Cycling Holiday - Day 4. Beechworth to Albury

Burn out is what I have come to call it.

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I have had mini-episodes of ‘life fatigue’ and had short breaks to rejuvenate, but oh so quickly because there was always the next metaphorical mountain to conquer.

Norm and I achieved so much in the past 15 years. It was culminating in this little reset holiday of ours.  We have strived, been goal orientated, evolved, invested, and believed we could do it.  

Essentially, we took a path less travelled by many and chose insecurity and hard work to propel through these years.
Developing business ideas, growing them, and just working bloody hard day in day out.

All the while saying YES to every opportunity, travelling nationally to make this happen, and expanding our businesses into other states with the support of brands and good people who believed in us and what we were doing.
Now that was just the mountain biking concepts.

Norm also concurrently built websites, hosted them, worked for developers, gained new business and managed this on a 24/7 basis.

Our side gig, which supported all the other businesses through reputation, was for me to race as much as possible on my bike and gave it my best shot to win if there was prize money that was a bonus, as it would cover a small portion of our investment.

Throughout this time, we both suffered and survived multiple bouts of depression, which now I can reflect on and see that eventually, I would pay the price of ‘burnout’. 

Don’t get me wrong; I can also look back and see how amazing we made our lives, the people we met, the places we visited, the experiences we immersed ourselves in, the lessons we learned. 
We refer to it as our MASTERS in Life.

Back in 2015, we started to make significant changes in our lives. 
We moved from Forrest to Geelong, selling or finishing up many of our businesses.
Norm started an actual paid full-time position in a large Geelong company.  I worked solely on my coaching business. 
Early on in the changes, I remember that we both didn’t know what to do with ourselves on weekends, we had too much free time.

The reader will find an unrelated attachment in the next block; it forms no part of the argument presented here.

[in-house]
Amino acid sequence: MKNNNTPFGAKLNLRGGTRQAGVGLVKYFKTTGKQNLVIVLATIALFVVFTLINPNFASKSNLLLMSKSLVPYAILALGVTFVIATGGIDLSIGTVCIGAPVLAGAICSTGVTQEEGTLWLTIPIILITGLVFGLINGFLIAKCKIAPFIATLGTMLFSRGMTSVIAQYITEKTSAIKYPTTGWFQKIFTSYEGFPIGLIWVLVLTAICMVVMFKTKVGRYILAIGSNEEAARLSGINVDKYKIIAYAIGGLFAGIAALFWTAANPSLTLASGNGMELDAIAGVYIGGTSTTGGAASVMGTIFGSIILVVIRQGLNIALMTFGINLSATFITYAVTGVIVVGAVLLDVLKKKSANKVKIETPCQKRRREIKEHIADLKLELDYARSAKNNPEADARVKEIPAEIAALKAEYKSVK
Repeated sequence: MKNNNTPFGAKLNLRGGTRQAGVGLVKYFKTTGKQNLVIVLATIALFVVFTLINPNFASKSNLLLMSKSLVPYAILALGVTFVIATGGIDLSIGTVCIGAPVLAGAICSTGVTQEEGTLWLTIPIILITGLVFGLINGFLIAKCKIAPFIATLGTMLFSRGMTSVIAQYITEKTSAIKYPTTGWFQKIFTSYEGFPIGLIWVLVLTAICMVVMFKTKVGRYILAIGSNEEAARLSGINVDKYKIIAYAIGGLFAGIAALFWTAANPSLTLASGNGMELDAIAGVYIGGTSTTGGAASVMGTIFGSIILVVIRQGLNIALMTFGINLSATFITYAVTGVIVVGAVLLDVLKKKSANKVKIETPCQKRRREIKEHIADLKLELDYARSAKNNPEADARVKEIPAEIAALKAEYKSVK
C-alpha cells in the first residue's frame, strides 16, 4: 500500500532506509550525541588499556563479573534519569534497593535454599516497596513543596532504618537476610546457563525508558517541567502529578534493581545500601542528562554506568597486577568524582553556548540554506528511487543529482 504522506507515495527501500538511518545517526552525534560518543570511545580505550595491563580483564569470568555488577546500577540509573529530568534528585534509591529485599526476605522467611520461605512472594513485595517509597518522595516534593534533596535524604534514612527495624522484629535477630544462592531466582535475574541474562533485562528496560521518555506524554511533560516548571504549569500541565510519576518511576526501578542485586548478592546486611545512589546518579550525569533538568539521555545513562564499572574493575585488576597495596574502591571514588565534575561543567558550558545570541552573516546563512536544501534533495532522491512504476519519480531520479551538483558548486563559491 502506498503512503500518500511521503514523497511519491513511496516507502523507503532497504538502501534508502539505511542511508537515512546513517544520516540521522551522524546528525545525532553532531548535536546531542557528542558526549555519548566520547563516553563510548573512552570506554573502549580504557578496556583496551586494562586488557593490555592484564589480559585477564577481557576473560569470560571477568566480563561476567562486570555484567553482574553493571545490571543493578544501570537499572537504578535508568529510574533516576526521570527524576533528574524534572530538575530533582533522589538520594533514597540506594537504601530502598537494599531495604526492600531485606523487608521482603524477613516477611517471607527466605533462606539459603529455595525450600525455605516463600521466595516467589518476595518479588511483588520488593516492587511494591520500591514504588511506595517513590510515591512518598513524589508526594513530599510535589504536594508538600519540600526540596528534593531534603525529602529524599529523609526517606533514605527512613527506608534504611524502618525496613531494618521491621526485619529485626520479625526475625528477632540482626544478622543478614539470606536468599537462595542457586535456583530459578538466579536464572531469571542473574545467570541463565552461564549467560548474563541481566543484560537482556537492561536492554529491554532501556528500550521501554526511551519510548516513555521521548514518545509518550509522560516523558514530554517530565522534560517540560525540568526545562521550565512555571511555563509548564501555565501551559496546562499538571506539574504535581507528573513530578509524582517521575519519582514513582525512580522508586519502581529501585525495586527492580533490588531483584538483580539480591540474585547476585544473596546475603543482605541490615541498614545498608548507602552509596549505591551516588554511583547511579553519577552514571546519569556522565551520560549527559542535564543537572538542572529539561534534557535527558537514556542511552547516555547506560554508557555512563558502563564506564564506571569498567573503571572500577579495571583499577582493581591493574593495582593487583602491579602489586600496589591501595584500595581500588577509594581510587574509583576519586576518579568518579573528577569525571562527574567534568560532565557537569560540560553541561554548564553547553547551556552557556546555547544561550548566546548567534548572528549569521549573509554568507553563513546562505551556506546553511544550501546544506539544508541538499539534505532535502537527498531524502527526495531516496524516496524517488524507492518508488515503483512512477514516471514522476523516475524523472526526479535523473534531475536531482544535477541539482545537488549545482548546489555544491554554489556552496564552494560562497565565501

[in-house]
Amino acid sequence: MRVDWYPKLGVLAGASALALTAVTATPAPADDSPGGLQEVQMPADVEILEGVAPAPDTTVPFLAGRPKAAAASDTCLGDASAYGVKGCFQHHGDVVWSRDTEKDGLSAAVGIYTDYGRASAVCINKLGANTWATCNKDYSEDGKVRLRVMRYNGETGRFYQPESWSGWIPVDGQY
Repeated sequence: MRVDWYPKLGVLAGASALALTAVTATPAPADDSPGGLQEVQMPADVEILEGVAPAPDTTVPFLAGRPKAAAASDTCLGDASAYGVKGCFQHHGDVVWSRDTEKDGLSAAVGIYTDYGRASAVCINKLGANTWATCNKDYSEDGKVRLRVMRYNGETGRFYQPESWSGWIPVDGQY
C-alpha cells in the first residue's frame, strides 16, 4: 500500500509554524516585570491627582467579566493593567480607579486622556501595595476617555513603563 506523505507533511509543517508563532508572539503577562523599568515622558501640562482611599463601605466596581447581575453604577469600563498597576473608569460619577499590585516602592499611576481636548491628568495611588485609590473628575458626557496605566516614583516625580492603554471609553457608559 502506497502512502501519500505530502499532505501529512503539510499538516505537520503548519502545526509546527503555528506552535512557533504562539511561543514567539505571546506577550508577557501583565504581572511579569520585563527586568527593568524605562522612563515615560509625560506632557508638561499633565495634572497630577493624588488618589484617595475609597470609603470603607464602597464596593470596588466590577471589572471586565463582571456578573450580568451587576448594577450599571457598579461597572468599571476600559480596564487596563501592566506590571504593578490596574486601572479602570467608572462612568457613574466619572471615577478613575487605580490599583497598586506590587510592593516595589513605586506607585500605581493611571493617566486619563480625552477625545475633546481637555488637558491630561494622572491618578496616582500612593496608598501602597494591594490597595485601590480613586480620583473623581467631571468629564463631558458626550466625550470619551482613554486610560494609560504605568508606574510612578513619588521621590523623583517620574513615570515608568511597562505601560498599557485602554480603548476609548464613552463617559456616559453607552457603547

It took me a long time to stop worrying that I had forgotten to do something and checking on my diary to make sure.

Habits die hard, and I ended up filling the void with other things, racing more and more on my road bike, but also dabbling in adventure racing, trail running and even triathlon.  Then we became grandparents, which has been unexpectedly life-changing.

Life was busy, but it was fun and rewarding and seriously comfortable.

Then in 2020, COVID-19 hit the world, and we were in a significant lockdown phase. 
Initially, Norm and I thrived, but then, probably like many others, we had trouble returning to normal afterwards. 
I had fallen out of love with racing, with training to be a better athlete, I discontinued my university studies (again), got 40,000 words into writing my autobiography, and worried that I would become insignificant as a coach and lose all my clients due to the changes in the world.

In December 2020, as we were all dipping our toes back into life, I was still keen to stay huddled under my doona, and I couldn’t work out why.

So I kept doing life, riding my bike for fun, and I didn’t lose any clients. In fact, I got busier. 

Then I experienced the most challenging day of my life to date, which would prove to force me out of this funk.